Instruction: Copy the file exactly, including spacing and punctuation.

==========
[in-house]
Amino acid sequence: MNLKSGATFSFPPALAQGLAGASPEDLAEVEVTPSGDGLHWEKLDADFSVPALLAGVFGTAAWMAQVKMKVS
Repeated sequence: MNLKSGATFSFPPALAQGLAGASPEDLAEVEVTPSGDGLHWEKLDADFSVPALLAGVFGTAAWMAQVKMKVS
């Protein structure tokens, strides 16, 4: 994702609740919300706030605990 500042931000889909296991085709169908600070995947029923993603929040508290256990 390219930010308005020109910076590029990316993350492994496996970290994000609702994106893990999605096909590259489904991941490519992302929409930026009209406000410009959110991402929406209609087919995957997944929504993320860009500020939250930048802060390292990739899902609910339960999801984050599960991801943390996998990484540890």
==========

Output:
[in-house]
Amino acid sequence: MNLKSGATFSFPPALAQGLAGASPEDLAEVEVTPSGDGLHWEKLDADFSVPALLAGVFGTAAWMAQVKMKVS
Repeated sequence: MNLKSGATFSFPPALAQGLAGASPEDLAEVEVTPSGDGLHWEKLDADFSVPALLAGVFGTAAWMAQVKMKVS
């Protein structure tokens, strides 16, 4: 994702609740919300706030605990 500042931000889909296991085709169908600070995947029923993603929040508290256990 390219930010308005020109910076590029990316993350492994496996970290994000609702994106893990999605096909590259489904991941490519992302929409930026009209406000410009959110991402929406209609087919995957997944929504993320860009500020939250930048802060390292990739899902609910339960999801984050599960991801943390996998990484540890």